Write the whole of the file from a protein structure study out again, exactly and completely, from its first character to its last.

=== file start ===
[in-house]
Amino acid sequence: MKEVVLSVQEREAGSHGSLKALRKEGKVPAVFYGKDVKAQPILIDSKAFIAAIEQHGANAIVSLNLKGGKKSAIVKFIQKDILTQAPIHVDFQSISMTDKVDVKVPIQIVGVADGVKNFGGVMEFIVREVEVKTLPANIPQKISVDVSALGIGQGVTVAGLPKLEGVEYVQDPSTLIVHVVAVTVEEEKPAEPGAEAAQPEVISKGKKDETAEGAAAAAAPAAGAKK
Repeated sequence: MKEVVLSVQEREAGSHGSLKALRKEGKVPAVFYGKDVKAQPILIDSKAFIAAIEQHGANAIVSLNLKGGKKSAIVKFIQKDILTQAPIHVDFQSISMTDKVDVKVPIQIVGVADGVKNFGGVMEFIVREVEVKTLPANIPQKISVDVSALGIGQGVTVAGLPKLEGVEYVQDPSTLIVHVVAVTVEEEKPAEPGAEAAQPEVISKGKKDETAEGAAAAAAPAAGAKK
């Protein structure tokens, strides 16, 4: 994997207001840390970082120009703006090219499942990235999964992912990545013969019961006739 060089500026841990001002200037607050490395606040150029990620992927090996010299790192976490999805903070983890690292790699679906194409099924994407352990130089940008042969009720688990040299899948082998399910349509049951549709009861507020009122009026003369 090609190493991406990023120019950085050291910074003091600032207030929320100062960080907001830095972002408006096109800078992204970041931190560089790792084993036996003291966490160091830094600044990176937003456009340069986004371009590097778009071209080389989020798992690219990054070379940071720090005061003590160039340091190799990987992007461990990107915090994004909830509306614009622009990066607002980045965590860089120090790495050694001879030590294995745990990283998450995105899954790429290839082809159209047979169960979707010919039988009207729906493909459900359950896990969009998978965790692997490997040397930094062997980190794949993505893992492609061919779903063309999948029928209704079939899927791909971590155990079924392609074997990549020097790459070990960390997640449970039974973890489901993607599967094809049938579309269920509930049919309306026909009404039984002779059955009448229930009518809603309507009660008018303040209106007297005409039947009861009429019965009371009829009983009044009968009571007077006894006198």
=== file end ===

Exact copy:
[in-house]
Amino acid sequence: MKEVVLSVQEREAGSHGSLKALRKEGKVPAVFYGKDVKAQPILIDSKAFIAAIEQHGANAIVSLNLKGGKKSAIVKFIQKDILTQAPIHVDFQSISMTDKVDVKVPIQIVGVADGVKNFGGVMEFIVREVEVKTLPANIPQKISVDVSALGIGQGVTVAGLPKLEGVEYVQDPSTLIVHVVAVTVEEEKPAEPGAEAAQPEVISKGKKDETAEGAAAAAAPAAGAKK
Repeated sequence: MKEVVLSVQEREAGSHGSLKALRKEGKVPAVFYGKDVKAQPILIDSKAFIAAIEQHGANAIVSLNLKGGKKSAIVKFIQKDILTQAPIHVDFQSISMTDKVDVKVPIQIVGVADGVKNFGGVMEFIVREVEVKTLPANIPQKISVDVSALGIGQGVTVAGLPKLEGVEYVQDPSTLIVHVVAVTVEEEKPAEPGAEAAQPEVISKGKKDETAEGAAAAAAPAAGAKK
């Protein structure tokens, strides 16, 4: 994997207001840390970082120009703006090219499942990235999964992912990545013969019961006739 060089500026841990001002200037607050490395606040150029990620992927090996010299790192976490999805903070983890690292790699679906194409099924994407352990130089940008042969009720688990040299899948082998399910349509049951549709009861507020009122009026003369 090609190493991406990023120019950085050291910074003091600032207030929320100062960080907001830095972002408006096109800078992204970041931190560089790792084993036996003291966490160091830094600044990176937003456009340069986004371009590097778009071209080389989020798992690219990054070379940071720090005061003590160039340091190799990987992007461990990107915090994004909830509306614009622009990066607002980045965590860089120090790495050694001879030590294995745990990283998450995105899954790429290839082809159209047979169960979707010919039988009207729906493909459900359950896990969009998978965790692997490997040397930094062997980190794949993505893992492609061919779903063309999948029928209704079939899927791909971590155990079924392609074997990549020097790459070990960390997640449970039974973890489901993607599967094809049938579309269920509930049919309306026909009404039984002779059955009448229930009518809603309507009660008018303040209106007297005409039947009861009429019965009371009829009983009044009968009571007077006894006198």